One of the most prominent Color Revolution experts in America’s coup d’état toolkit has been hurriedly recalled from retirement for immediate deployment to Kyrgyzstan. Richard Miles, the engineer of the first Color Revolution in Serbia and the Rose Revolution in Georgia, has been appointed as charge d’affaires in Kyrgyzstan until a new ambassador is confirmed by the Senate, because the former one, Pamela Spratlen, has been reassigned as the US Ambassador to Uzbekistan. While it is not known how long Miles will remain in Kyrgyzstan, which will be the Eurasian Union’s weakest economy when it joins in May of this year, ordinary citizens there already suspect that foul play is being planned against their country and have protested his arrival. Given that Miles’ track record of regime change makes him worthy of the ‘Male Nuland’ moniker, it’s appropriate to investigate what tricks the US may be up to in Central Asia, and how it may be trying to force the Ukrainian scenario onto Russia’s southern doorstep.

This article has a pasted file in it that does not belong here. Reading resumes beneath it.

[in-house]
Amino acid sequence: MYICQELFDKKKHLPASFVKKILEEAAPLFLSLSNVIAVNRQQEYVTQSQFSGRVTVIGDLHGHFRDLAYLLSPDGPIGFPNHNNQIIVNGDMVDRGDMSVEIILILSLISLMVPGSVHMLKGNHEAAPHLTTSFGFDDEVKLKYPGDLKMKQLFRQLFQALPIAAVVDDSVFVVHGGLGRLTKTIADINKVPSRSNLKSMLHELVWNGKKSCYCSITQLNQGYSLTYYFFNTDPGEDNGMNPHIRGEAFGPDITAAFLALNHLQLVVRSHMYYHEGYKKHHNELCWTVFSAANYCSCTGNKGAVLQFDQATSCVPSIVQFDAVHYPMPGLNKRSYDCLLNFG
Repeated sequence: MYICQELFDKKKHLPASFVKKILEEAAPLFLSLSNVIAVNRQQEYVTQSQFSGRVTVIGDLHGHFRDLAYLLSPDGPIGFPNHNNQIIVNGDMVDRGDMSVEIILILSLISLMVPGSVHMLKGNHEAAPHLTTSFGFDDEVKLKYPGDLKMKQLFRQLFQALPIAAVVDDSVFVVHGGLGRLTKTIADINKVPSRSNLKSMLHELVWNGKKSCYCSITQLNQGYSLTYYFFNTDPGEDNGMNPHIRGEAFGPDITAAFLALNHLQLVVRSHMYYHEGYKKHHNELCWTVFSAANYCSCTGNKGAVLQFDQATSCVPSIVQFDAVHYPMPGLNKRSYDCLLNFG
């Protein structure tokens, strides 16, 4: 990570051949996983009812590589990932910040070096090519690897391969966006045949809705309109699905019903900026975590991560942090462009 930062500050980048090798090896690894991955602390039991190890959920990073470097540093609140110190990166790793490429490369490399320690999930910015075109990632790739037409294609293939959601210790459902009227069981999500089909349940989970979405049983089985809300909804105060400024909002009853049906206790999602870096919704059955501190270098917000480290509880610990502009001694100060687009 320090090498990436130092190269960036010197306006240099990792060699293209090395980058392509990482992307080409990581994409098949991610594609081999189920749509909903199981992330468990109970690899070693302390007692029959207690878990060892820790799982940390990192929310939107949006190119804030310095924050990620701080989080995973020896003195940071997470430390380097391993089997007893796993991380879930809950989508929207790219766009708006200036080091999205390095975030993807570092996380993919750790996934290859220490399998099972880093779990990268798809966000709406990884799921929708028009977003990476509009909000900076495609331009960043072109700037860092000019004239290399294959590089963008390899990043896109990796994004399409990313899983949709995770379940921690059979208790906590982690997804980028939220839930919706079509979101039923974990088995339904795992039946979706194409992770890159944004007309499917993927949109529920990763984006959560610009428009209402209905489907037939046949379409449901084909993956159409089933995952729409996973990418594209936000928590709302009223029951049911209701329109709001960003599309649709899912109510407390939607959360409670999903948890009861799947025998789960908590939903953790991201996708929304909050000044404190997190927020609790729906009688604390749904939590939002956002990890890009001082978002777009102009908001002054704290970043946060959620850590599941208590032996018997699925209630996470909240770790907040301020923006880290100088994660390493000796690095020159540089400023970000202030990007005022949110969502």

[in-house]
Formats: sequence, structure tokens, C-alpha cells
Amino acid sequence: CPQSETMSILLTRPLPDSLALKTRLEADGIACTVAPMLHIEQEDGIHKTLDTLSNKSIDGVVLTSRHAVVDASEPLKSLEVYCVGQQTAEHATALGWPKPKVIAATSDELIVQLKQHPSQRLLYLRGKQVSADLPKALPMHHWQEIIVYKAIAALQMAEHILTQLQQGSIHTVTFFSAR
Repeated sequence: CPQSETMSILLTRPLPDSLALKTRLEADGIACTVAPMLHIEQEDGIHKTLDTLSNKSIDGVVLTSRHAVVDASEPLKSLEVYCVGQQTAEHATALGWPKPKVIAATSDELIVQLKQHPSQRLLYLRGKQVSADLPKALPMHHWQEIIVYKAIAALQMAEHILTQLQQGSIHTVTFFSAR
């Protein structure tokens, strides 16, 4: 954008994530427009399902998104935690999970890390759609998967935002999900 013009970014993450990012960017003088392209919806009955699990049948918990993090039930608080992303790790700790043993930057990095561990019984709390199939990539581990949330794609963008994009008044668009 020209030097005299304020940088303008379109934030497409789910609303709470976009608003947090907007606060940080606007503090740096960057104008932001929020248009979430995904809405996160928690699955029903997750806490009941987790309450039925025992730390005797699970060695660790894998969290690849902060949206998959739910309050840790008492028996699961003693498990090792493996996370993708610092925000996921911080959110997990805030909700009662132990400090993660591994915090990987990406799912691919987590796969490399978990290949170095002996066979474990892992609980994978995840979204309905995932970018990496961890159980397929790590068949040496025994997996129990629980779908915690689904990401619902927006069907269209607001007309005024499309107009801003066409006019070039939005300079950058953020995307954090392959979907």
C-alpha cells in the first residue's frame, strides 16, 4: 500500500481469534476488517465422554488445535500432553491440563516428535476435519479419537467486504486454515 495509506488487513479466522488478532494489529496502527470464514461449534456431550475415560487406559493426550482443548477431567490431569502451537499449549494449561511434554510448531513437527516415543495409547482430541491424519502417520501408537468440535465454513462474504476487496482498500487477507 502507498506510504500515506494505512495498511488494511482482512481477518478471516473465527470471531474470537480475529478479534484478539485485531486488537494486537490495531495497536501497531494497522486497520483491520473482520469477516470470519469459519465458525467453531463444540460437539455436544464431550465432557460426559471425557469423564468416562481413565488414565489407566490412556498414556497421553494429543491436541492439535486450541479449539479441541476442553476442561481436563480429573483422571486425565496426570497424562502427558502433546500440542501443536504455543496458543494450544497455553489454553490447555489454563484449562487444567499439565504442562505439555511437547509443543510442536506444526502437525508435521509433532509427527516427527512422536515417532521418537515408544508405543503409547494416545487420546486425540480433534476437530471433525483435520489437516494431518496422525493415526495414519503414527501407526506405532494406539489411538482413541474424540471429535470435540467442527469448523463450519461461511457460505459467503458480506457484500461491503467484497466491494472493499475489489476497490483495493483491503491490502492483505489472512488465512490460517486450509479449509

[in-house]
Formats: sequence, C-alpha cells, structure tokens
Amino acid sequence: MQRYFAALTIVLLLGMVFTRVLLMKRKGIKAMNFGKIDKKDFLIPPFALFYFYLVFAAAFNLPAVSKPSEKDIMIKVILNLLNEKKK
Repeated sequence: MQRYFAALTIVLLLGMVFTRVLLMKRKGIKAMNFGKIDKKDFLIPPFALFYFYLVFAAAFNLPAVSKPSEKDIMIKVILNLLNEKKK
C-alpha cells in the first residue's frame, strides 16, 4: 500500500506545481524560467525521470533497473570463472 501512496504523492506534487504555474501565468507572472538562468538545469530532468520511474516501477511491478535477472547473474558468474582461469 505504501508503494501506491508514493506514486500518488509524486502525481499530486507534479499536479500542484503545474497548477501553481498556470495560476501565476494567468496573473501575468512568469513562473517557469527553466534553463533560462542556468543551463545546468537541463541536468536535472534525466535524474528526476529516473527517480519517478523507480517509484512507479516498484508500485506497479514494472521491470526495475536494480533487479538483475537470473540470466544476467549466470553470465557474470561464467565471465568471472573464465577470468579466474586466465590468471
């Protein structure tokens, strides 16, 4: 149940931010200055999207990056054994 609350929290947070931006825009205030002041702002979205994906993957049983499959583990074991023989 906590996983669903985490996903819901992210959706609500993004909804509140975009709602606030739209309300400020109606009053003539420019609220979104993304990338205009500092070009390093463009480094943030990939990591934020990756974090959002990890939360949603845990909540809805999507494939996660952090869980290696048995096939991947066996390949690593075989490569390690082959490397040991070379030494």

The Male Nuland
Richard Miles has kept a relatively low profile throughout the years and hasn’t garnered the notoriety that his ideological protégé Nuland has, but this doesn’t mean that he’s any less dangerous for the countries he visits. In fact, since he’s the individual who spearheaded the Color Revolution tactic in the first place, he can even be referred to as a ‘proto Nuland’, owing to his ‘successes’ in Serbia and Georgia
that helped make EuroMaidan possible in the first place. While he was no longer the American Ambassador to Yugoslavia when the 2000 Bulldozer Revolution overthrow Slobodan Milosevic, he certainly paved the way for its implementation during his work over the three years prior, including overseeing the NATO War on Serbia. As regards Georgia, he served as US Ambassador from 2002-2005 and repeated the Belgrade template in Tbilisi.
Afterwards, he became the Executive Director for the Open World Leadership Center for most of 2006, during which he fostered the creation of thousands of pro-American ‘leaders’ in the former Soviet Union. To Center’s own mission statement concisely describes the type of work that it does: